Applied
Geophysics
  Planet Formation   Space Physics &
Space Sensorics
   
         figure: ESA

Rosetta

Comets are an extraordinary occurence on the night sky. Consisting of unprocessed material of the early solar system, they provide important indications of its formation. The European spacecraft Rosetta will rendezvous the comet 67P/Churyumov-Gerasimenko in may 2014 in order to make measurements concerning its physical and chemical properties, the structure of the nucleus and its interaction with the solar wind. Therefore, Rosetta will orbit the comet in a distance of a few kilometers. Additionally, the lander PHILEA will be deployed onto the nucleus to perform the first experiments on the surface of a comet. Together with Churyumov-Gerasimenko, the orbiter and the lander will approach the sun in summer 2015 investigating the comet's increasing activity as an "in-situ" measurement.


The IGEP participates in the Rosetta mission with an experiment both on the orbiter (RPC) as on the lander (ROMAP). That means, that both experiments were partly developped at the IGEP and that scientists at the IGEP are the PIs of the experiments.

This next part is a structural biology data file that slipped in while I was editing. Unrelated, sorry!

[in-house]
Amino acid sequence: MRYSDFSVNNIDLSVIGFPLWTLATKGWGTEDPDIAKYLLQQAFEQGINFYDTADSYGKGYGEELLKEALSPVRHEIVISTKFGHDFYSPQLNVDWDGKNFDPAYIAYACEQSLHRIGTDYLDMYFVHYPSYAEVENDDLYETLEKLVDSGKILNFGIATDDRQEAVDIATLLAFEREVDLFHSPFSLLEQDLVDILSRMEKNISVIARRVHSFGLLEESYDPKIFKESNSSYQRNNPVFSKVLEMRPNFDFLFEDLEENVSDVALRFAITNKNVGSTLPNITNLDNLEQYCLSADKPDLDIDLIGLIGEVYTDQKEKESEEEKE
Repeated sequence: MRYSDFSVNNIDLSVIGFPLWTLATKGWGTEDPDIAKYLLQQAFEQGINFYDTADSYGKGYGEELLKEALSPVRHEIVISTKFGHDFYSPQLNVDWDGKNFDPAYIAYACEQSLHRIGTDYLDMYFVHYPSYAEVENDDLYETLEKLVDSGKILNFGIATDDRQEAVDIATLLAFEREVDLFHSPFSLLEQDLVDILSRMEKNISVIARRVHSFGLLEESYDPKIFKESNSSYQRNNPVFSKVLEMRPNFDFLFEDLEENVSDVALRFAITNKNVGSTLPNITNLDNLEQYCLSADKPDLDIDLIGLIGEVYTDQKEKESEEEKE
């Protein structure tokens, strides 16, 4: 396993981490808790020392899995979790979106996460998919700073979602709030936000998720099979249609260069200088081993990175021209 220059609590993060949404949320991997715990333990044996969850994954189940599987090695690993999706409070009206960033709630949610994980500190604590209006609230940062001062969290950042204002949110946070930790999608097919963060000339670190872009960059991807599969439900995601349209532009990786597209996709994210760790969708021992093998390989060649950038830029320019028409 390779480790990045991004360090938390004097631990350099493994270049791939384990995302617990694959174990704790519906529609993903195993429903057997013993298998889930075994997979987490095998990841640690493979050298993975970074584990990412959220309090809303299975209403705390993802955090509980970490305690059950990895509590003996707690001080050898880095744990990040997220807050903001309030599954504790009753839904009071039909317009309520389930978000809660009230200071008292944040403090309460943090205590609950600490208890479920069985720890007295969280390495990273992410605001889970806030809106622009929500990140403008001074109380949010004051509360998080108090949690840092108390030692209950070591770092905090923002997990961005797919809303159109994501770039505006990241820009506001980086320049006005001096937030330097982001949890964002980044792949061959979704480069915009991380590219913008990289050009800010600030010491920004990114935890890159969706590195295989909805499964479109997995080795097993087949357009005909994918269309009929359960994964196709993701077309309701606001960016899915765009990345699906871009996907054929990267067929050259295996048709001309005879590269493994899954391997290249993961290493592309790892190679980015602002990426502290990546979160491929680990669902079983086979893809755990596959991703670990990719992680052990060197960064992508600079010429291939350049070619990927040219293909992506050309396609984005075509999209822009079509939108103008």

The mission was launched on march 2, 2004 by an Ariane-5 launch vehicle from Kourou, French Guayana. During its long way to 67p/Churymov-Gerasimenko, Rosetta will swing-by the planet Mars and fly-by the asteroids 2867 Steins and 21 Lutetia and study them from greater distance.



Mission schedule

Rosetta

Artist impression of the spacecraft (© ESA)

Event Nominal date
Launch March 2004
First Earth gravity assist March 2005
Mars gravity assist February 2007
Second Earth gravity assist November 2007
Asteroid Steins flyby September 2008
Third Earth gravity assist November 2009
Asteroid Lutetia flyby July 2010
Enter hibernation July 2011
Exit hibernation January 2014
Rendezvous manoeuvre May 2014
Start Global Mapping August 2014
Lander Delivery November 2014
Perihelion Passage August 2015
End of Mission December 2015



The mission was named after the "Rosetta Stone", found in 1799 in Egypt, which helped the linguists Champollion and Young for the first time to unravel the hieroglyphs. And just as this stone contributed in understanding the civilization of the ancient Egypt, the Rosetta space mission is intended to disclose the last secrets of the oldest inhabitants of our solar system: the comets. Consisting of precursor material of the solar system, comets material has hardly changed for the last 4,6 billion years. The study of comets offers therefore an unique possibility to look back in time and to explore the provenience of our solar system.


The Rosetta team at the IGEP



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updated: 09/07/2016 IMPRESSUM webmaster responsible: Prof. Dr. K.-H. Glaßmeier